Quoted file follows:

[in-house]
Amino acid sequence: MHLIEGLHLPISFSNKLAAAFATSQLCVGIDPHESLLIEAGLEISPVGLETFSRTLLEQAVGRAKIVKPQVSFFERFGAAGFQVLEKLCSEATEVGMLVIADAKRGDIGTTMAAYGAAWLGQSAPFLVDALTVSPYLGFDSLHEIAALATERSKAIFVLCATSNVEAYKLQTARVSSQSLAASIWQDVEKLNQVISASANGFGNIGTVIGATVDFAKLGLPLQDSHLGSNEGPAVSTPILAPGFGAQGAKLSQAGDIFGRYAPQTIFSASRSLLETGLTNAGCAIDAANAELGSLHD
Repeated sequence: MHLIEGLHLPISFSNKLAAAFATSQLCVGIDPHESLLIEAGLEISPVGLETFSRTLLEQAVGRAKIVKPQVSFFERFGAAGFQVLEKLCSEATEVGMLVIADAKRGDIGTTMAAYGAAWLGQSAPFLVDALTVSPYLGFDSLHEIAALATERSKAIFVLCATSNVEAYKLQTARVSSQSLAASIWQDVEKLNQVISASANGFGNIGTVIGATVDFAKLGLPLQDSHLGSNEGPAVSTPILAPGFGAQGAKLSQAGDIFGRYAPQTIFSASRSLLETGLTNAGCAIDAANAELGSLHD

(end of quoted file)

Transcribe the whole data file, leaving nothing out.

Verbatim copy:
[in-house]
Amino acid sequence: MHLIEGLHLPISFSNKLAAAFATSQLCVGIDPHESLLIEAGLEISPVGLETFSRTLLEQAVGRAKIVKPQVSFFERFGAAGFQVLEKLCSEATEVGMLVIADAKRGDIGTTMAAYGAAWLGQSAPFLVDALTVSPYLGFDSLHEIAALATERSKAIFVLCATSNVEAYKLQTARVSSQSLAASIWQDVEKLNQVISASANGFGNIGTVIGATVDFAKLGLPLQDSHLGSNEGPAVSTPILAPGFGAQGAKLSQAGDIFGRYAPQTIFSASRSLLETGLTNAGCAIDAANAELGSLHD
Repeated sequence: MHLIEGLHLPISFSNKLAAAFATSQLCVGIDPHESLLIEAGLEISPVGLETFSRTLLEQAVGRAKIVKPQVSFFERFGAAGFQVLEKLCSEATEVGMLVIADAKRGDIGTTMAAYGAAWLGQSAPFLVDALTVSPYLGFDSLHEIAALATERSKAIFVLCATSNVEAYKLQTARVSSQSLAASIWQDVEKLNQVISASANGFGNIGTVIGATVDFAKLGLPLQDSHLGSNEGPAVSTPILAPGFGAQGAKLSQAGDIFGRYAPQTIFSASRSLLETGLTNAGCAIDAANAELGSLHD